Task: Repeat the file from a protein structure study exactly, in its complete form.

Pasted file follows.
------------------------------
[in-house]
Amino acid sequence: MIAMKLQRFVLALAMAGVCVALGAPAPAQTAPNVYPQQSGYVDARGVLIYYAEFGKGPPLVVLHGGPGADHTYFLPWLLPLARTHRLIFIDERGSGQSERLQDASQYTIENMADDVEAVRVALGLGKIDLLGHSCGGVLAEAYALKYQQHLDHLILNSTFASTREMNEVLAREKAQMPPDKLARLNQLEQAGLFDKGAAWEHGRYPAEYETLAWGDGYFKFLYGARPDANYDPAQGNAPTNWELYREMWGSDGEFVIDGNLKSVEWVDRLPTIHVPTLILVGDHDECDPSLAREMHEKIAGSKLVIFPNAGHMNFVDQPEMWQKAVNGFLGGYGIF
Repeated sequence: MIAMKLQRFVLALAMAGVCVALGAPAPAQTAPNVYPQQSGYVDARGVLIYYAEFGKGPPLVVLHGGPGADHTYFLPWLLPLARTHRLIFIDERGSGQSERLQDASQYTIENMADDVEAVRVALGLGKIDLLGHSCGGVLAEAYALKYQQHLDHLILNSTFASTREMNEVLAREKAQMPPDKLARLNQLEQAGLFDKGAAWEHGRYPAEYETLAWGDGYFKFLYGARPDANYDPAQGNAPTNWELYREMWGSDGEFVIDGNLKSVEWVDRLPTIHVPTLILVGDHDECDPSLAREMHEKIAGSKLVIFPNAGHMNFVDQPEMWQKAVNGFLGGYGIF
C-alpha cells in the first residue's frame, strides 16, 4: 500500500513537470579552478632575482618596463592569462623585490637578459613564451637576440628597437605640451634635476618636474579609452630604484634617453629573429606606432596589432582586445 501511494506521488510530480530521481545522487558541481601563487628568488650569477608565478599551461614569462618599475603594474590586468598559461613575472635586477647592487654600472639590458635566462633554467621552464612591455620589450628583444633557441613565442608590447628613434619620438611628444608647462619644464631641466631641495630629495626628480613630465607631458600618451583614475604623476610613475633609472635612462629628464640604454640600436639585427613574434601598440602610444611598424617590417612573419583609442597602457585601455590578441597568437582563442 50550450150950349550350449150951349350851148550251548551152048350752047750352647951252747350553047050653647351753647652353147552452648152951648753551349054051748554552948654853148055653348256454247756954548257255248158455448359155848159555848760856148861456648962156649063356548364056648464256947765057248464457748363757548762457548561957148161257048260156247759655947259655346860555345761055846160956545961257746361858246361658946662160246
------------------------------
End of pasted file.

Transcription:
[in-house]
Amino acid sequence: MIAMKLQRFVLALAMAGVCVALGAPAPAQTAPNVYPQQSGYVDARGVLIYYAEFGKGPPLVVLHGGPGADHTYFLPWLLPLARTHRLIFIDERGSGQSERLQDASQYTIENMADDVEAVRVALGLGKIDLLGHSCGGVLAEAYALKYQQHLDHLILNSTFASTREMNEVLAREKAQMPPDKLARLNQLEQAGLFDKGAAWEHGRYPAEYETLAWGDGYFKFLYGARPDANYDPAQGNAPTNWELYREMWGSDGEFVIDGNLKSVEWVDRLPTIHVPTLILVGDHDECDPSLAREMHEKIAGSKLVIFPNAGHMNFVDQPEMWQKAVNGFLGGYGIF
Repeated sequence: MIAMKLQRFVLALAMAGVCVALGAPAPAQTAPNVYPQQSGYVDARGVLIYYAEFGKGPPLVVLHGGPGADHTYFLPWLLPLARTHRLIFIDERGSGQSERLQDASQYTIENMADDVEAVRVALGLGKIDLLGHSCGGVLAEAYALKYQQHLDHLILNSTFASTREMNEVLAREKAQMPPDKLARLNQLEQAGLFDKGAAWEHGRYPAEYETLAWGDGYFKFLYGARPDANYDPAQGNAPTNWELYREMWGSDGEFVIDGNLKSVEWVDRLPTIHVPTLILVGDHDECDPSLAREMHEKIAGSKLVIFPNAGHMNFVDQPEMWQKAVNGFLGGYGIF
C-alpha cells in the first residue's frame, strides 16, 4: 500500500513537470579552478632575482618596463592569462623585490637578459613564451637576440628597437605640451634635476618636474579609452630604484634617453629573429606606432596589432582586445 501511494506521488510530480530521481545522487558541481601563487628568488650569477608565478599551461614569462618599475603594474590586468598559461613575472635586477647592487654600472639590458635566462633554467621552464612591455620589450628583444633557441613565442608590447628613434619620438611628444608647462619644464631641466631641495630629495626628480613630465607631458600618451583614475604623476610613475633609472635612462629628464640604454640600436639585427613574434601598440602610444611598424617590417612573419583609442597602457585601455590578441597568437582563442 50550450150950349550350449150951349350851148550251548551152048350752047750352647951252747350553047050653647351753647652353147552452648152951648753551349054051748554552948654853148055653348256454247756954548257255248158455448359155848159555848760856148861456648962156649063356548364056648464256947765057248464457748363757548762457548561957148161257048260156247759655947259655346860555345761055846160956545961257746361858246361658946662160246